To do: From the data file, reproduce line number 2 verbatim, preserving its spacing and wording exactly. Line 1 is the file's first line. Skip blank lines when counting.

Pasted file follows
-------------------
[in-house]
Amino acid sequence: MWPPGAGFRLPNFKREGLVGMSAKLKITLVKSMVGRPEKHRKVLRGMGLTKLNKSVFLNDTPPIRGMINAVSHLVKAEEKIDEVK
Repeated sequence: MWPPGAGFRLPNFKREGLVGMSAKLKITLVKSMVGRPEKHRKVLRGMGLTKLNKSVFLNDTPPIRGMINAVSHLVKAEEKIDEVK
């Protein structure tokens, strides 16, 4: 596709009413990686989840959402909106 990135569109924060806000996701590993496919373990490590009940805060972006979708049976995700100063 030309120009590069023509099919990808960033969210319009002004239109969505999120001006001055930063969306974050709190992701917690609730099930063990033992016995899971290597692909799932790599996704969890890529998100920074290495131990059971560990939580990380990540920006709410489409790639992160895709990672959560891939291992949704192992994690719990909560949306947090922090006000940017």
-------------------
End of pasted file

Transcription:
Amino acid sequence: MWPPGAGFRLPNFKREGLVGMSAKLKITLVKSMVGRPEKHRKVLRGMGLTKLNKSVFLNDTPPIRGMINAVSHLVKAEEKIDEVK